# Studies in seismic scattering

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## Abstract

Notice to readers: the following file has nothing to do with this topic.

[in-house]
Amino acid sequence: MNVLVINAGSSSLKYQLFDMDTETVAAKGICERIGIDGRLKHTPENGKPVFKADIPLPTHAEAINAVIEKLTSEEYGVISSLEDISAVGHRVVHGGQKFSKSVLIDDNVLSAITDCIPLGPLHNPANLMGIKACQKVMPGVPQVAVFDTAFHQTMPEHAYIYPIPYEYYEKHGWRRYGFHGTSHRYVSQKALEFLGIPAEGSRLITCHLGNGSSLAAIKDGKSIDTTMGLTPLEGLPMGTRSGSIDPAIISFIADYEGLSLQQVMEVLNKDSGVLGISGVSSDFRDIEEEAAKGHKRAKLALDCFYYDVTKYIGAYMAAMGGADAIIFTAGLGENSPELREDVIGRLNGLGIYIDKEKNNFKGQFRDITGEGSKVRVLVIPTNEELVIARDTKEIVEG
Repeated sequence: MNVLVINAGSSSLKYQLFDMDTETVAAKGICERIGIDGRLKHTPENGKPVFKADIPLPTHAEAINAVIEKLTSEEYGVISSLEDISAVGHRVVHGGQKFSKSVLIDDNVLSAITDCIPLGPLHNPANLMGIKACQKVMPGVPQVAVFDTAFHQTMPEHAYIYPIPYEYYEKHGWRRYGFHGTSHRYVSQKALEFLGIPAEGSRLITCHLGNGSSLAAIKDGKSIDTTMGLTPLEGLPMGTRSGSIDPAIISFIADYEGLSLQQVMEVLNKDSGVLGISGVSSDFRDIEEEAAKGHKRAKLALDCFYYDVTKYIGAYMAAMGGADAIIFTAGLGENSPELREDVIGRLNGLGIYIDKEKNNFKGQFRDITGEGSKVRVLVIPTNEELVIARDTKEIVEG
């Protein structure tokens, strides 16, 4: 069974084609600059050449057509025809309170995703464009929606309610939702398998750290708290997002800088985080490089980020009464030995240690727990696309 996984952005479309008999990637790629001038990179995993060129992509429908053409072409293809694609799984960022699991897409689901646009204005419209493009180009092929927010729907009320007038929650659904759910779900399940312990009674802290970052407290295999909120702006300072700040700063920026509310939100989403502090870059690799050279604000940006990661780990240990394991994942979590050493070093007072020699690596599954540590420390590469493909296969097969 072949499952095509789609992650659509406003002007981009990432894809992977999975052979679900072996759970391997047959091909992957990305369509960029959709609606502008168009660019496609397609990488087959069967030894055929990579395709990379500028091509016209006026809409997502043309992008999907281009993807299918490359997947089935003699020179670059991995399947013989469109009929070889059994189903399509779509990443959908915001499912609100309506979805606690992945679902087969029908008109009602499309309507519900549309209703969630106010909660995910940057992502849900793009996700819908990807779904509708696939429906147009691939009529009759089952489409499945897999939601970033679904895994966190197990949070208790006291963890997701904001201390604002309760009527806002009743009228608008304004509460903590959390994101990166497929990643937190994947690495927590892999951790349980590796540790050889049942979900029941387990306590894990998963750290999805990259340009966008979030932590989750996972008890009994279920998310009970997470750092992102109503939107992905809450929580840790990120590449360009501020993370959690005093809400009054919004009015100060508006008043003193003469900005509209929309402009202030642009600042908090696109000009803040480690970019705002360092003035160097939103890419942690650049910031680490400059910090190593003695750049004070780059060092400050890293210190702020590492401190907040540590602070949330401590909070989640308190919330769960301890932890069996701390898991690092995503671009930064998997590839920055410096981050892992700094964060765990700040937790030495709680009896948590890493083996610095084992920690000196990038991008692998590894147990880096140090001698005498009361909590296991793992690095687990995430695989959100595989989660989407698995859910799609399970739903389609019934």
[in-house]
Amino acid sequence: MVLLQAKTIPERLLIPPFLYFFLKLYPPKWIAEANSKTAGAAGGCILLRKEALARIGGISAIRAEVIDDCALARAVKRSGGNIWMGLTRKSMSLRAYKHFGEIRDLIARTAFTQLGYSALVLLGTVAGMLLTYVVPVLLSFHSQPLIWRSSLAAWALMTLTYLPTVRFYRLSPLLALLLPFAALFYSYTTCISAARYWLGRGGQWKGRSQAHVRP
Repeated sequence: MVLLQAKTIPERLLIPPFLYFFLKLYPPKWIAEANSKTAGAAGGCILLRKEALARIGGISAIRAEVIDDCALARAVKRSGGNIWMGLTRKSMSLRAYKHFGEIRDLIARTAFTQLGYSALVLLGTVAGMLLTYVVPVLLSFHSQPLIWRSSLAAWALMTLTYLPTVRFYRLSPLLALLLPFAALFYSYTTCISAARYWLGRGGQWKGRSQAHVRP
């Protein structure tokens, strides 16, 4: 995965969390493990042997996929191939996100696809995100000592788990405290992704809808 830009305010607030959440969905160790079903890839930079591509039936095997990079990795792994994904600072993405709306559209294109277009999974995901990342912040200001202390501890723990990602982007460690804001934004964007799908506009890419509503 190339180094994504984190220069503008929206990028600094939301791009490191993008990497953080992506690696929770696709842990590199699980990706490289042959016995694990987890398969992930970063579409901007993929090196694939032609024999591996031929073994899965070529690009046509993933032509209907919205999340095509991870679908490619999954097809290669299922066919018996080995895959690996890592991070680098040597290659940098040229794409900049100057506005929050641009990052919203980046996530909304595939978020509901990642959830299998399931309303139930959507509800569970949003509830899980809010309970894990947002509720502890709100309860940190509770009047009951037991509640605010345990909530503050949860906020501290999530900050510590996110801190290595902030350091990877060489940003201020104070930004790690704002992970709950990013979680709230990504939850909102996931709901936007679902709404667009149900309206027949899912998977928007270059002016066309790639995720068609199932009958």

Modem methods of seismic data analysis are tending to inversion through model fitting, i.e., actually finding the best model of the Earth's subsurface which would produce the amplitude and phase variation in the observed data. An understanding of seismic scattering is fundamental to this form of data analysis. This dissertation involves the study of seismic scattering and its use in the inverse problem, applying full waveform inversion ideas in novel situations. The terminology and methodology of inverse theory may sometimes hide what is going on, and may make it difficult to connect the results with those from more familiar techniques. In Chapter 1 I show that, with the appropriate choice for the model parameters, the first iteration of the nonlinear least-squares seismic waveform inversion algorithm reduces to classical results from linear filter theory. I use the idea of the adjoint of the Frechet derivative linear operator in Chapter 2 to understand smoothing in the waveform inversion, which manifests itself as a new sensitivity function incorporating the smoothing information. This gives us physical intuition into the wave equation based inverse problem. My mathematical analysis is general; however, using sensitivity functions for the paraxial equation in ray centered coordinates, I show a specific application to full waveform imaging in a tomographic experiment where only phase information (travel-time data) is normally used. I consider an inversion of teleseismic data from some deep earthquakes in Chapter 3. I use the phase and amplitude variation in the seismic signals in an imaging technique derived from inverse theory and digital signal analysis, interpreting the coherent energy in the coda of the first arrival as due to scattering from upper mantle discontinuities. Applying an inversion through iterative forward modeling, I measure the depth variation of the spinel-perovskite upper mantle phase transition within the subduction zone region. This measurement allows me to characterize the variation of the transition with respect to pressure and temperature. My results are consistent with convection in a model of a chemically homogeneous mantle, where the presence of the phase transition at around 670 km depth disrupts the full mantle convection patterns.